2017 is (again) the Year of Video

2017 is (again) the Year of Video

Yes, we’ve had a few years we’ve called “The Year of Video” and yes I think 2017 will be importantly different than those other years. In the past, when we talked about the “Year of Video,” we were primarily focused on existing video content. But I see subtle changes taking place this year not about existing video content but rather video infiltrating areas of media consumption that haven’t traditionally had much video content.

In the middle of a week, a few weeks ago, I found myself in New York City spending the day with some of the top tech journalists on the planet. The day included a CES Facebook Live chat among other video conversations I took part in. Every journalist and editor I spoke with, without exception, said they are experimenting with video and plan to do even more in 2017. All agreed the views totals make it a difficult medium to overlook but also recognize the inherent difficulty in monetizing the engagement.

I think the shift to video is happening everywhere. Static pictures are morphing into video clips with Live Photo. Snapchat’s platform creates the semblance of video by stringing static pictures and short video clips together. In 2016 Instagram followed suite by creating Instagram Stories. I’m increasingly seeing 360 degree photos embedded into online articles. When read on touchscreens, you can use your finger to move the photo around in order to view different parts of the image, or on mobile devices like your phone, you can simply move your phone around to see different part of the 360 degree image.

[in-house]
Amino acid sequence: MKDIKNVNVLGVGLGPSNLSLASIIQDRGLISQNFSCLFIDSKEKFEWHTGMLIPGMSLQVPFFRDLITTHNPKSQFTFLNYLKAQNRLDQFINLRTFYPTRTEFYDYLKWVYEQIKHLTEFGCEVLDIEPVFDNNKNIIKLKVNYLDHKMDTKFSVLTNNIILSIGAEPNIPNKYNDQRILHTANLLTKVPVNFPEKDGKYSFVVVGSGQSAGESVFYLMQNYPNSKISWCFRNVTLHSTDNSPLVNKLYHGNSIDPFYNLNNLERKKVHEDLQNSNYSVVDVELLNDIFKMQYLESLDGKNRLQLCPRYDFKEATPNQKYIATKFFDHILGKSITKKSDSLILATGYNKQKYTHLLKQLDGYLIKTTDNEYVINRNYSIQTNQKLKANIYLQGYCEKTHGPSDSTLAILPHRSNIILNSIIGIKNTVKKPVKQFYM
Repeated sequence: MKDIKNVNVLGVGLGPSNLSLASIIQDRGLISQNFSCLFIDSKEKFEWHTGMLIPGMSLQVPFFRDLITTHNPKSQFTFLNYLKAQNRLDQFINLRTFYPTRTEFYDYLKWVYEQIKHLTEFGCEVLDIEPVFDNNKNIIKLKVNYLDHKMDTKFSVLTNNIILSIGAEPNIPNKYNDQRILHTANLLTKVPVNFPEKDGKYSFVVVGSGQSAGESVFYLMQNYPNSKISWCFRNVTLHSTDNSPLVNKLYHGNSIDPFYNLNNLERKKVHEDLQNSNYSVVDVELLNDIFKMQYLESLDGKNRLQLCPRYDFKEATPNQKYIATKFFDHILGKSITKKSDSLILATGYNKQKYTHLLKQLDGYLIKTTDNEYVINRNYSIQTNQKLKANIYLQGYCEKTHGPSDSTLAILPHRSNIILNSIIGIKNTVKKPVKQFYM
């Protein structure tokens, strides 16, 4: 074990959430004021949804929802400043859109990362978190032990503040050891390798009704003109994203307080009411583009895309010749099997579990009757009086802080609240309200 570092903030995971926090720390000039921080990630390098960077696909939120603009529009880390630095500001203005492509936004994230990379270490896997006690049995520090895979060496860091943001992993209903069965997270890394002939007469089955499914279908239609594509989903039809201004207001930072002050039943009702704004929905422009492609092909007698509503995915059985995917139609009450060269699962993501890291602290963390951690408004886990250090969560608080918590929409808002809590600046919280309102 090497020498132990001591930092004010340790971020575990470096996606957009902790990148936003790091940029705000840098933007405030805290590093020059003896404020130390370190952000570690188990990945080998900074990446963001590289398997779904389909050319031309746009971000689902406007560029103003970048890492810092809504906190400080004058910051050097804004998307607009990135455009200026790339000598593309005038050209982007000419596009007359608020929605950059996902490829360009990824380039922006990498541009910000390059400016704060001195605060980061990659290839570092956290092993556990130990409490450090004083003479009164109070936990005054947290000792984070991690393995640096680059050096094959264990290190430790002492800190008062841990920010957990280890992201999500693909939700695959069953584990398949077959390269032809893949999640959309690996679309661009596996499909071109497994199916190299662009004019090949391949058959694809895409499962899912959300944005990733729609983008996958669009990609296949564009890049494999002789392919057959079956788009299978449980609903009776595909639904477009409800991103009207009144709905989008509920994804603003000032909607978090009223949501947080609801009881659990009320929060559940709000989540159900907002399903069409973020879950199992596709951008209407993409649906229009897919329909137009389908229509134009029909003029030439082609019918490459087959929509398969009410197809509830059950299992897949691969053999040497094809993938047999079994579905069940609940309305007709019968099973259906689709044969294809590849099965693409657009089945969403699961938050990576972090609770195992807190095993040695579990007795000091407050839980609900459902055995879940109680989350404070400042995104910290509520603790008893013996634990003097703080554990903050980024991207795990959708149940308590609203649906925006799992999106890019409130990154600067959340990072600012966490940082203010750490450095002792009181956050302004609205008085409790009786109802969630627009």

And yes, VR will also help accelerate shifts toward video consumption in 2017 and beyond (with an emphasis on the beyond part). Sure there are plenty who were underwhelmed with VR in 2016, but I have to wonder what their expectations were. We have to remember just how nascent this technology is. At the start of 2016 we didn’t even anticipate some of the core hardware would be available before the final weeks of the year (read: PlayStation VR). How high could realistic expectations have been?

For the most part, 2016 was the year of VR hardware and the leading hardware manufacturers delivered as promised. We have a very long ways to go (read: years). But there is a tremendous amount of investment currently flowing into VR content creation. More, whenever I’ve taken VR into classrooms, students are blown away by the experience. The K through 12 cohorts are increasingly accustomed to a 360 degree experience thanks to platforms like Mindcraft. Video everywhere, and VR content alike, will be natural extensions of what they are accustomed to.

 

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